I hope in a couple of months I can share with you the finished summer kitchen, still keeping it’s old charm but very quietly tidied up.



  1. YOU are LIVING MY DREAM……….KEEP POSTING!I will ONE DAY arrive on YOUR doorstep and I MAY NEVER LEAVE!
    AS far as the ceiling……..I’m with YOU leave the stonework visible!
    The stories your home can share………..I want a photo of the DESK!!!!!!!!!

    1. Would love you to arrive on the doorstep, we would have an absolute hoot! I would love to share a photo of the desk, but when I wrote this post this morning my husband was hard at work, the desk covered in papers and fishing lures (his business). I was up against a bit of a deadline as I wanted to the post the article before I left to collect the children and so alas the desk remained un photographed! I will however, clear it and take one and put it on facebook in the near future!

    1. Thank you so much Marsha. Can’t wait to actually get started on it, and then watch this space! I will post all the after photos! In the meantime I am searching for the vintage chandelier!

  2. What a lovely space; Perhaps tongue and groove boarding for the ceiling with reclaimed boards if you can get them. I love old rooves which have been lined with thin “slip” bricks, but that would be tricky and expensive to do I imagine.

    1. Hi, ok had to google “slip” bricks! It would look fantastic, but I think you are right might be very tricky, nothing is straight or level as you can imagine! Tongue and groove on the other hand is easily cut to fit and has a small amount of flexibility. I think it could definitely be the way to go, thank you, I will keep you posted!

  3. What a gorgeous structure. So much charm. I can hardly wait to see it after you spread your magic, Have a wonderful weekend.

    1. Hi Katie, thank you, I can hardly wait to get started! However, we have to decide what to do first and I have to have some patience, not my strongest point!!! I will certainly share all the after photos when it is done. I hope you also have a fabulous weekend, thanks for following.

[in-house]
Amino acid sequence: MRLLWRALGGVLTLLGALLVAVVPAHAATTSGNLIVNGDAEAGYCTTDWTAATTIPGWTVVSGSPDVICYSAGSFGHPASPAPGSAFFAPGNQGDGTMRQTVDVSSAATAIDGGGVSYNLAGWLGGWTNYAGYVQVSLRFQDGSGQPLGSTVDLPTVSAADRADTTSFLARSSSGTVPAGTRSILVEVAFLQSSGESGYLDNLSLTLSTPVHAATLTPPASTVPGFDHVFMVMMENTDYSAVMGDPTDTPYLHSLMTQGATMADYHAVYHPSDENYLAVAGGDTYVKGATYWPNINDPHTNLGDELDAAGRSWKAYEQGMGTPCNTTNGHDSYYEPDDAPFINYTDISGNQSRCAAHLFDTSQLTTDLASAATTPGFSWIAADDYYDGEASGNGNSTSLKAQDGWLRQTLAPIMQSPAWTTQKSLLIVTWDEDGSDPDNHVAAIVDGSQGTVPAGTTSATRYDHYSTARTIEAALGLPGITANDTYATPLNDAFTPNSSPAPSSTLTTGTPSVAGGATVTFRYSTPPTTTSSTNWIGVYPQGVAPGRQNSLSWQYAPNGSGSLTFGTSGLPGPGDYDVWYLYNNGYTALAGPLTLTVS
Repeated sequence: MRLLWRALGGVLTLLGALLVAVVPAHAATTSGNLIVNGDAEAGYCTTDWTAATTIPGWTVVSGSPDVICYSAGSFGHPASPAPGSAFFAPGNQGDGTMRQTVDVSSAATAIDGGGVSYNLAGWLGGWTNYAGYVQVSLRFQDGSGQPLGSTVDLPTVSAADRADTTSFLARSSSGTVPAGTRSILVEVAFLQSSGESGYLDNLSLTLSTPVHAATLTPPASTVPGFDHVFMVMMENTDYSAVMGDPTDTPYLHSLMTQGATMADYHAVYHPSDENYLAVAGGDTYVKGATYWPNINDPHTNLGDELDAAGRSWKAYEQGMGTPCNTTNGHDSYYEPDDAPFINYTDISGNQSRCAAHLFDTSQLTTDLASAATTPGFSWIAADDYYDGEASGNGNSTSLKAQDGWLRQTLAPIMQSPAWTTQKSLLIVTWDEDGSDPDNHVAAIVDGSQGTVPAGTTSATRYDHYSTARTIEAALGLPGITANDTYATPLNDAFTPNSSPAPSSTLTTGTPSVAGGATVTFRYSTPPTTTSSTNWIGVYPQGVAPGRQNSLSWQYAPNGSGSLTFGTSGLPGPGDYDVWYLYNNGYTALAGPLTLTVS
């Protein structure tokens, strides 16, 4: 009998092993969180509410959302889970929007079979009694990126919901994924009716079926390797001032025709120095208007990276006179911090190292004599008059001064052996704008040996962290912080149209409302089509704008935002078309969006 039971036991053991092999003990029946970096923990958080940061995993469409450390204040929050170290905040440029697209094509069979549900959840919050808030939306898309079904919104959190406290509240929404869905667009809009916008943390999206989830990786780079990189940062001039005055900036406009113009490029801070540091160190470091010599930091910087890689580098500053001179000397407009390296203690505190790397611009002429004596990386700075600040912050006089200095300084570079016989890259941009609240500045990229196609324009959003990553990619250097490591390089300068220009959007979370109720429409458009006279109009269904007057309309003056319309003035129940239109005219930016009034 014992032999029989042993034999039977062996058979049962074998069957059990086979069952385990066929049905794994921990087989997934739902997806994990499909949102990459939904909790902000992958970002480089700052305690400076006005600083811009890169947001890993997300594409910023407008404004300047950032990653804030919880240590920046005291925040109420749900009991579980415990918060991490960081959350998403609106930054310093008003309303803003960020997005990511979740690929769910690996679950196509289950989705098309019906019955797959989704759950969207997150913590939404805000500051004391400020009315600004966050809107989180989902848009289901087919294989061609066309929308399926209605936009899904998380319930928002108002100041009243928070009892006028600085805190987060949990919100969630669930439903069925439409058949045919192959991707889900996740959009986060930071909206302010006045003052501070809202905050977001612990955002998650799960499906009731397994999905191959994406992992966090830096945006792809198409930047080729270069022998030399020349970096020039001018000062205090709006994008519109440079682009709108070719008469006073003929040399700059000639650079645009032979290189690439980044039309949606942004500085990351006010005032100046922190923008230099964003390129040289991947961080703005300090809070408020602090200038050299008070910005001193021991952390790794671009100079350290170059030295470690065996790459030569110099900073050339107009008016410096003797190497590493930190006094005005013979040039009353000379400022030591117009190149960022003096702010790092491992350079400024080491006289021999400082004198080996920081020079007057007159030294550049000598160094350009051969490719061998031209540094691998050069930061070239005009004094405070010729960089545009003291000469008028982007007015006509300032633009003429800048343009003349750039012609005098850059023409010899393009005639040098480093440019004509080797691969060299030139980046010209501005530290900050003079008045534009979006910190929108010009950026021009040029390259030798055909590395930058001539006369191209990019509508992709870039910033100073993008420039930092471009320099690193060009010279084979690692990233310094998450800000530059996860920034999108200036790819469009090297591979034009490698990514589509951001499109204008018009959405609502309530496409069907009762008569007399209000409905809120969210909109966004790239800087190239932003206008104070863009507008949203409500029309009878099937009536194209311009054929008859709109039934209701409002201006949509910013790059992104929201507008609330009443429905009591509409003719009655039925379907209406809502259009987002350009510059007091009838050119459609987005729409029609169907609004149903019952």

4. Lovely grounds and buildings. As I looked at that ceiling, I kept visualizing some kind of soft fabric draped from the walls to the center in between beams so they are still exposed- maybe a parachute material (given the WWII history…) or, perhaps something a bit stronger like sailcloth (no drape) if you needed a bit sturdier substance to hold up insulation batting. Just a thought–probably a expensive depending on fabric sources (e.g army surplus, etc). I agree with you on just whitewashing the walls and leaving the stonework untouched. Good luck.

    1. Hi Mary, great advice thank you. We have seriously thought of sail cloth, parachute material would also be great. I can see lots of standing staring at the ceiling discussing this. I will post all the after photoshop this is done, can’t wait to get started now!

  5. So beautiful, thank you for reminding me that Spring does exist somewhere. Presently I am staring at a foot of snow and ice still covering my gardens here in Vermont, USA. I also envision a tongue and groove wood treatment on your ceiling. I think that it would compliment what is already there nicely.

    1. Hi Ann, yes spring does exist although if it makes you feel any better we have had rain on and off all week! Vermont is such a beautiful state though, I have always wanted to visit. Enjoy the rest of the weekend 🙂

  6. I imagine that you know this, but I will say it just in case: before you have anyone work on the ceiling, make certain that the insulation does not have any asbestos in it. If it does, it will need special handling because of the way that toxic material can spread. Best wishes with your already beautiful summer kitchen!

    1. Hi Leslie
      Thank you so much for this comment. It was actually checked during the inspection before we bought the house, but it never pays to be too careful and I really do appreciate your concern and such a sensible comment. There is a lot of asbestos left in older buildings in France as it was so widely used. Have a great weekend and thanks again 🙂

  7. I love reading and following your beautiful life in France and the project on your villa. But what a great project and history included I can’t Waite for the out come. My thought is keep it simple, original and polish up the old and go wild on the chandelier but I love the beams, what a great summer kitchen. I could see drinking morning coffee on you little cafe set out side with the smell of the morning mist and the birds chirping. Can’t Waite to see more of your little piece of heaven.

  8. Hi Carolyn, pretty much my thoughts exactly, I agree with “go wild on the chandelier” so long as it is old! I will certainly do another post about it when it is finished. Excited to get started now! have a great weekend.